Data | Stray dog bites are a cause for concern; vaccination helps
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Vaccinating 70% of dogs and sustaining that effort helps limit rabies cases

April 06, 2023 11:51 am | Updated 12:29 pm IST

Not a stray matter: Animal rights activists maintain that proper care, socialising and feeding of stray dogs is necessary to keep the abandoned canines calm while roaming on the streets.

Not a stray matter: Animal rights activists maintain that proper care, socialising and feeding of stray dogs is necessary to keep the abandoned canines calm while roaming on the streets. | Photo Credit: S.S. Kumar

This year, at least four children died of dog bites in India — two siblings aged seven and five in Delhi, a two-year-old in Surat, and a four-year-old in Hyderabad. Footage from the Hyderabad incident spread across social media, provoking outrage. The anger has resulted in housing societies discouraging people from feeding dogs and even employing bouncers to threaten dog lovers.

A week ago, the Bombay High Court said that treating stray dogs cruelly can never be an acceptable approach. It said that taking care of animals is legal and preventing people from doing that would amount to an offence. The order was passed in a case filed by a resident of a society in Mumbai who was prevented from feeding stray dogs. In a similar case in February, the same court observed that if dogs are fed and cared for, they would become less aggressive. In September last year, a Supreme Court Bench orally observed that while feeding dogs is a humane act, protecting people from stray dog attacks is also important.

At least five High Courts — Bombay, Allahabad, Uttarakhand, Karnataka, Delhi — have weighed in on the issue since 2022. The Animal Welfare Board of India issued advisories in December 2022 on the issue. Over the past year, dog attacks have caused nationwide concern.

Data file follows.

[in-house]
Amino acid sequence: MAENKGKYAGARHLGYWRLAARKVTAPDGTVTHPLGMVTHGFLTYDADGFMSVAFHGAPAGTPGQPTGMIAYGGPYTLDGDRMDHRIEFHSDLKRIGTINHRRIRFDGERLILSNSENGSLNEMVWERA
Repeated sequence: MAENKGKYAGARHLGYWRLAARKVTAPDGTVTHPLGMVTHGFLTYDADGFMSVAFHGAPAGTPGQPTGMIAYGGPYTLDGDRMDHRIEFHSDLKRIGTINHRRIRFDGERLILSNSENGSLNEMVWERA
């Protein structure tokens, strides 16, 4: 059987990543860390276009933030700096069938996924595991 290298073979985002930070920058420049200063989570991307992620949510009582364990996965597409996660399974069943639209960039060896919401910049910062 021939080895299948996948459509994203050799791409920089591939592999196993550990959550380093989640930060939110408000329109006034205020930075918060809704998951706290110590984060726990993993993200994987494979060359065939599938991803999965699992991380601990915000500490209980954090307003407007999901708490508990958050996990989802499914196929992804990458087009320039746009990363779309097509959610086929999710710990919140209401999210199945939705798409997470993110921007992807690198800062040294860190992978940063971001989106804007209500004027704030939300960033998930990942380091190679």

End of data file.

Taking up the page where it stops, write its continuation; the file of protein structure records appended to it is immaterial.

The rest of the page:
There were around 1.5 crore stray dogs in India in 2019. Approximately 1.5 crore instances of dog bites were recorded between 2019 and 2022. Chart 1 shows the State-wise number of stray dogs, according to the 2019 Livestock Census. In that year, Uttar Pradesh led the list with a stray dog population of 20 lakh followed by Odisha (17 lakh) and Maharashtra (about 12.7 lakh). In total, there were 1,53,09,355 stray dogs in India.

Chart 1

The chart shows the State-wise number of stray dogs, according to the 2019 Livestock Census

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Chart 2 shows the State-wise number of dog bite cases recorded between 2019 and 2022. Uttar Pradesh recorded 27.5 lakh bites, followed by Tamil Nadu (21.4 lakh) and Maharashtra (16.9 lakh). In total, there were 1,55,29,012 recorded cases of dog bites in India.

Chart 2

The chart shows the State-wise number of dog bite cases recorded between 2019 and 2022

Chart 3 shows the State-wise number of human deaths due to rabies registered between 2016 and 2020, according to the National Health Profile (NHP). West Bengal registered 194 such deaths in the period followed by Karnataka and Andhra Pradesh with 86 and 41 deaths, respectively. However, data on rabies cases and deaths are unreliable as the numbers vary wildly depending on the sources referred to. According to the World Health Organization (WHO), in 2020, there were 268 rabies deaths in India, but according to the NHP, there were only 55 deaths that year. While there were two rabies deaths in 2019 in Kerala according to the NHP, the State’s Health Department recorded eight deaths.

Chart 3

The chart shows the number of human deaths due to rabies registered between 2016 and 2020

With the WHO estimating that 99% of human rabies cases are transmitted by the bite of infected dogs, the National Action Plan for Dog Mediated Rabies Elimination From India has proposed strategic mass dog vaccination as a way forward. If 70% of the dogs are vaccinated, and the effort is sustained for three years, rabies can be eliminated, says the document. The WHO agrees that this is a cost-effective way of tackling the issue. The results of a data-driven rabies elimination programme in Goa, published in the Nature journal in May 2022, showed that vaccinating 70% of the dogs in the State helped eliminate human rabies cases and led to a 92% reduction in monthly canine rabies cases (Chart 4).

Chart 4

Results from a data-driven rabies elimination programme in Goa show that vaccinating dogs helps reduce human rabies cases

While the focus should be on vaccinating dogs for rabies, it is to be noted that all four children who died this year succumbed to bite injuries and were not rabies victims.

Source: National Health Profile, Lok Sabha and Rajya Sabha replies, 2019 Livestock Census

Also read:Understanding the street dogs-human conflict

Watch our Data video:Data Point: COVID cases rise, but booster coverage remains low

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